What use is sovereignty when MPs deny their conscience?
This was the question posed by William Keegan in The Guardian last week, as he reflected on the House of Commons’ vote to trigger Article 50 of the Lisbon Treaty.
He quotes Churchill’s definition of sovereignty:
“The first duty of an MP is to do what he [or she] thinks … is right and necessary for the honour and safety of Great Britain. His second duty is to his constituents, of whom he is the representative but not the delegate.”
Given that we know the majority of MPs were opposed to leaving the EU, are the majority of them now guilty of a dereliction of duty?
Our own MP in West Berkshire, Richard Benyon, has told this group that he believes that leaving the EU is a retrograde step and will lead to a worse future for our country. Yet Mr Benyon voted with the government to trigger Article 50: Ken Clarke was the only Remain-voting Tory who voted with his conscience rather than with his party.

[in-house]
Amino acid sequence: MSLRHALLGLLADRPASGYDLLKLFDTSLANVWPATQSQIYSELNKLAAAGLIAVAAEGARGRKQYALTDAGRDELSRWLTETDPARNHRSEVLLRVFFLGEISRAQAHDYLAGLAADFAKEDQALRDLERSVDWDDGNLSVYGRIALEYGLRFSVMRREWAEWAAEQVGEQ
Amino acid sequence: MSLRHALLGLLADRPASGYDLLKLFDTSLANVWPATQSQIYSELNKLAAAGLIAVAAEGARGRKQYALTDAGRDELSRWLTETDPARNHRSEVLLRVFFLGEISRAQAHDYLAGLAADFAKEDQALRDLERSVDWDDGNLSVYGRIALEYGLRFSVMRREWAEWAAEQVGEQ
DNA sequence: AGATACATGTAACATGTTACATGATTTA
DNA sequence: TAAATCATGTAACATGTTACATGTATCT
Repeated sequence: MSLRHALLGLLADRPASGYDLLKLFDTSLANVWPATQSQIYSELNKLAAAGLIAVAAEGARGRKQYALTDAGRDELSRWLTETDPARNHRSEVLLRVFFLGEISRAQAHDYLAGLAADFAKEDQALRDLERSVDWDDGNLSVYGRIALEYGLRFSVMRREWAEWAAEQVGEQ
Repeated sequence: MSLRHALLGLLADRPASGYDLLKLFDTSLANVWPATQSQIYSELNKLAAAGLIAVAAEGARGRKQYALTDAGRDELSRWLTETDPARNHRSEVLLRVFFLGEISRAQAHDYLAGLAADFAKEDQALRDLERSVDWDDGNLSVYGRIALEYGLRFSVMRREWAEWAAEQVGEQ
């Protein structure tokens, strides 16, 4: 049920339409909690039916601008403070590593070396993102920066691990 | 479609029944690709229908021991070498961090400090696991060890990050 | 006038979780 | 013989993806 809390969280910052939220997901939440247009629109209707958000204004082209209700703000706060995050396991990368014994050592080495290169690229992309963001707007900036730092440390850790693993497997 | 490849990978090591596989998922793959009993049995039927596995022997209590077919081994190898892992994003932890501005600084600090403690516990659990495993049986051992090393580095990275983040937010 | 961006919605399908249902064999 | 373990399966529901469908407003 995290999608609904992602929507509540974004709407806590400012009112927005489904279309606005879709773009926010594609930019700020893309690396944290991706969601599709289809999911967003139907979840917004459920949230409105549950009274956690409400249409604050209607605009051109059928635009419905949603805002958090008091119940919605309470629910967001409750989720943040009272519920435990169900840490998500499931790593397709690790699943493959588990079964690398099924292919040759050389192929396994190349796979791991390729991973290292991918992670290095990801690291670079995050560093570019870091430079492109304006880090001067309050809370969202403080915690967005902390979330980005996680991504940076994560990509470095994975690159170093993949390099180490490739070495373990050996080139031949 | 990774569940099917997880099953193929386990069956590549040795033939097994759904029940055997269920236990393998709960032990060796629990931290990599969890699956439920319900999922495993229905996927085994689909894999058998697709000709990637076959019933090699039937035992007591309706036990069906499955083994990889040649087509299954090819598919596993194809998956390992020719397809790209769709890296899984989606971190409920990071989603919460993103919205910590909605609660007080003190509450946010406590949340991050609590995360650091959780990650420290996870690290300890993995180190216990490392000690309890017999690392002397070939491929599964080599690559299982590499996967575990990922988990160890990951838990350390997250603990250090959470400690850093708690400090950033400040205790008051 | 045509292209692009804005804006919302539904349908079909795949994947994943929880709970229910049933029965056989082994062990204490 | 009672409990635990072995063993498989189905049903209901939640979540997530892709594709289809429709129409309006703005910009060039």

Where does this leave our political system: if MPs are no longer voting according to their own ‘thoughts for what is right and necessary for the honour and safety of Great Britain’, then what are they voting for?